To most residents and visitors to our state, public land is, well, public land. Other than the obvious distinctions between a municipal park, federal forest lands and a state lake access site, few realize that under the umbrella of State of Michigan ownership significant differences exist within this inventory.
We raise this discussion now because recent state legislation appears to be driven in response to concerns about state management and use restrictions on what is, in reality, a very small percentage of this land area.
These land use and acquisition restrictions have been especially drawn into focus in the area of the Pigeon River Country State Forest Management Unit. In an effort to adhere to the Pigeon River Country “Concept of Management,” and also comply with US Fish and Wildlife Service field review audits pertaining to lands acquired through the use of Pittman-Robertson wildlife restoration funds, it was necessary for MDNR staff to more clearly define those areas which are to be open to what is considered to be non-compatible uses.
Not surprisingly, after the 2008 Land Use Order which re-defined those areas open to equestrian use, this issue set off a strong reaction from equestrian users and user groups who had frequented the Pigeon River Country State Forest. What was surprising to some, however, was how well organized and politically connected this constituent group turned out to be. Many of these individuals called into question the legitimacy of the Department’s claims that many of the lands which were being traversed by horseback users had been acquired through the use of these restricted P-R funds, as well as other US Fish and Wildlife sources. As most likely know by now, these funds are intended for the exclusive purpose of wildlife restoration which is considered to be inconsistent with certain other uses.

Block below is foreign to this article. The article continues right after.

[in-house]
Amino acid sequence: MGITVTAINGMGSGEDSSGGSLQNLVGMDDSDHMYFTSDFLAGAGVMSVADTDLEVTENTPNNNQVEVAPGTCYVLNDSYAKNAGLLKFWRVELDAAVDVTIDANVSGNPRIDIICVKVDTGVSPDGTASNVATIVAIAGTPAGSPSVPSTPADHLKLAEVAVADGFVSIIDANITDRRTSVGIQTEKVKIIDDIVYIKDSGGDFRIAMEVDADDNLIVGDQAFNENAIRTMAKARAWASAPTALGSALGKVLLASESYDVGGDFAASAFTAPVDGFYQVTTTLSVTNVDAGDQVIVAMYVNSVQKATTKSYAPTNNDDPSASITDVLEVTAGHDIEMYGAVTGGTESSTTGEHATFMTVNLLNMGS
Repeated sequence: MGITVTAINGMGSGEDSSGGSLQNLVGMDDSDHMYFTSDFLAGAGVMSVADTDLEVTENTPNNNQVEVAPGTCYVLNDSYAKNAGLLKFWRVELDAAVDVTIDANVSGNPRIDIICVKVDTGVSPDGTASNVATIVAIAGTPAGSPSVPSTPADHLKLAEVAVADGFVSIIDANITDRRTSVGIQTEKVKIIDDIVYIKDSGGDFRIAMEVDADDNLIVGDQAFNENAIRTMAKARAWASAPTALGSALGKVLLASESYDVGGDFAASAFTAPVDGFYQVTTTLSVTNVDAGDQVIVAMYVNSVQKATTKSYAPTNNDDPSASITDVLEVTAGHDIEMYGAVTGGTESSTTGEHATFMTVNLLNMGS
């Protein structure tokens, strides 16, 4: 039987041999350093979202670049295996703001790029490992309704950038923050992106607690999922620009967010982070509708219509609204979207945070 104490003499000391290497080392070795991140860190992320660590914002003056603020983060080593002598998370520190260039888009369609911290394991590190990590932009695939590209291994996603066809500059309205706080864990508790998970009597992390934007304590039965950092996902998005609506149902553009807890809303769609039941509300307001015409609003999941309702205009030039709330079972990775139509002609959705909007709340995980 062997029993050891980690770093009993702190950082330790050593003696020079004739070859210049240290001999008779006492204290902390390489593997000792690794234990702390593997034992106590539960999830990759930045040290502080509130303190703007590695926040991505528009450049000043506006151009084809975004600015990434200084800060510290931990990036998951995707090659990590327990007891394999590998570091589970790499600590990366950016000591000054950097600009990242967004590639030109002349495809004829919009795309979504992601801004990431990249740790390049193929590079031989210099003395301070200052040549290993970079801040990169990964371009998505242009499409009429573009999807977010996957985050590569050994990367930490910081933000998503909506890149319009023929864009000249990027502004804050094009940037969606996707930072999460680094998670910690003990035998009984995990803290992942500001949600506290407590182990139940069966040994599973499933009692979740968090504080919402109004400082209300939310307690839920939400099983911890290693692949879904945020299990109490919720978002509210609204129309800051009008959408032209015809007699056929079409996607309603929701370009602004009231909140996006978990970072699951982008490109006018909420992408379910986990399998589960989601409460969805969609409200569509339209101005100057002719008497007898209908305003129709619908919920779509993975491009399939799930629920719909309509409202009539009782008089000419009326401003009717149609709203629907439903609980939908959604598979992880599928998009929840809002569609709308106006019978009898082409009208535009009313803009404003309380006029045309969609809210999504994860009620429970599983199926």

The other revelation which came out of this debate was the “patchwork quilt” nature of these original land acquisitions. Some areas within the northern Michigan State Management Units may include five or more different acquisition sources for these lands within less than a one mile radius. While these funding restrictions remain a legitimate management consideration which is in the best interest of hunters and anglers, the reality is that the vast majority of State-owned land management areas were NOT subject to what equates to a permanent deed restriction.
Of the State’s 4.6 million acres of surface right ownership, 52%+ was acquired through tax reversion with only 26.6% of the State total being represented by purchases. Of the purchased total of 1,220,000 acres, less than 20% of THAT amount was acquired subject to hunter/angler use restrictions.
The point of all of this mind-numbing number crunching is just this: 1) an acquisition amount which represents less than 20% of this total State ownership which is managed exclusively for wildlife restoration, hunter/angler and other compatible uses is not unreasonable; and 2) the Pigeon River Country State Forest Management Unit represents only some 2.5% of the State land inventory – again, not an unreasonable quantity to dedicate to special management, recognizing that this is the largest remaining block of semi-wilderness lands in the lower peninsula, and yet DOES accommodate significant equestrian use.
In spite of being the target of a variety of legislative reform initiatives, it is worth noting that State land acquisitions made through the Michigan Natural Resources Trust Fund (MNRTF) represent only 3.5% of the State of Michigan ownership total. In spite of its critics, the MNRTF is likely the best tool available to make further strategic public land acquisitions which are absent these types of permanent restrictions.
Having said all of this, the reality remains that unless those who are advocates for traditional management of State lands figure out ways to partner with new and emerging users and user groups, the best opportunity to expand the base of public land advocates will be lost.
Stated another way, in order to save our leaking ship it may be necessary to welcome others aboard whose priorities may be different from our own but do have the capacity to help with the bailing.